There are many possible plastic tubing fabrication materials, and different materials are chosen for different applications depending on the plastic’s intended use.
Specific qualities of strength, reactivity, and transparency differ between varieties of plastic materials, varying the types of plastic tubes produced. Acrylic tubing, for example, is fairly durable, inexpensively manufactured and is often near-transparent. Polyvinyl carbonate (PVC) is often opaque and is widely used in plumbing applications for that reason, though it can be engineered to be near-transparent.
Many other varieties of plastic are used to create tubing. High and low density polyethylene (HDPE and LDPE), polypropylene, polystyrene, PET, nylon, ABS and polyurethane are just a few examples. Major consumers of plastic tubing products include the healthcare products industry, heating and cooling products and services industries, municipalities, laboratories, home and garden products manufacturers, pool supply companies, petrochemical processing operations and farms.
Plastic tubing is so widely used because of the versatility, easy manufacturing and relative low cost of plastic products compared to other materials. Glass tubing, for example, is heavier, more easily broken and more expensive.
There are several processes by which plastic tubing can be produced, but the most efficient method is plastic extrusion. Plastic extrusion is a thermoforming process; thermoforming involves heating a plastic and forming it. At the beginning of the extrusion process, a collection of raw plastic material, which is called stock, is gathered in a hopper. The hopper is placed above a conveyance channel into which the stock is released. Within the channel a large screw turns and moves the stock toward a die.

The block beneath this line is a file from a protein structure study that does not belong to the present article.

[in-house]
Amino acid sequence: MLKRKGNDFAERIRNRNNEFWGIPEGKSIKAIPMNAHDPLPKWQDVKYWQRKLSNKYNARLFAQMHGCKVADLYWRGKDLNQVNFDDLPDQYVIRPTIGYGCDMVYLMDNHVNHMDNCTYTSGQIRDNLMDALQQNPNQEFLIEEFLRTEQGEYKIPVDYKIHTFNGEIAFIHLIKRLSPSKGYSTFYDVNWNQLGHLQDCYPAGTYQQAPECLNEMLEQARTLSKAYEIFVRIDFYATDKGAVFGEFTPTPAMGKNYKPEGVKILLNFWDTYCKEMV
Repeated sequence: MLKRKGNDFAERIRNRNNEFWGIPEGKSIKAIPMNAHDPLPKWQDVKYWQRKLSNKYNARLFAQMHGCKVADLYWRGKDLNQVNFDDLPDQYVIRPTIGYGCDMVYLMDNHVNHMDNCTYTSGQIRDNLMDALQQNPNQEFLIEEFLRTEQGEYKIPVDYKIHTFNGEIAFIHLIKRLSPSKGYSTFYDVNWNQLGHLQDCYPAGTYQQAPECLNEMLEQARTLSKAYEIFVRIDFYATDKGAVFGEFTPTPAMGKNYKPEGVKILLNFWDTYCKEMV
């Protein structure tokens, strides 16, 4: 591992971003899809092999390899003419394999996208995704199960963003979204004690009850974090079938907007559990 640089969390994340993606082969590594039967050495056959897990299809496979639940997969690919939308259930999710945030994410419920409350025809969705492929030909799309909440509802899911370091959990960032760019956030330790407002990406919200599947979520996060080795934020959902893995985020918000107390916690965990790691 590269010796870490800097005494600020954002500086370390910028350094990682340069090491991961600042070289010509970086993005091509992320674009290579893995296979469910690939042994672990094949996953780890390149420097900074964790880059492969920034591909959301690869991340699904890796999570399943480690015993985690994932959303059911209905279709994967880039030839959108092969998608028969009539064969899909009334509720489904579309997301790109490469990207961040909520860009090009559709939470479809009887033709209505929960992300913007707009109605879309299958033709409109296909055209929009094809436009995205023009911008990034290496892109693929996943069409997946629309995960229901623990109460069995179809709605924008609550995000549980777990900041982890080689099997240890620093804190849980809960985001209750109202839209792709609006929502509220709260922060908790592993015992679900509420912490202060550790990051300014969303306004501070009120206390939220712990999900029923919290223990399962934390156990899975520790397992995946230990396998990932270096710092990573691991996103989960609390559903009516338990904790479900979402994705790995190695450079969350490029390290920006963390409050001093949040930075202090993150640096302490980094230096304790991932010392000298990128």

Dies are specially designed shapes that form raw materials into usable products; a die for plastic tube extrusion is a plate with a hole and pin through which molten plastic is forced. The turning of the screw in the conveyance channel creates friction that, combined with heat generated by heating elements along the channel, causes the plastic to become molten.
At that point, the molten plastic is forced through the hole in the die, taking that shape. When the plastic emerges on the other side of the die, it becomes a tube. It is allowed to cool and harden, at which point it can be cut to length and prepared for shipment or sent for further processing like labeling or painting.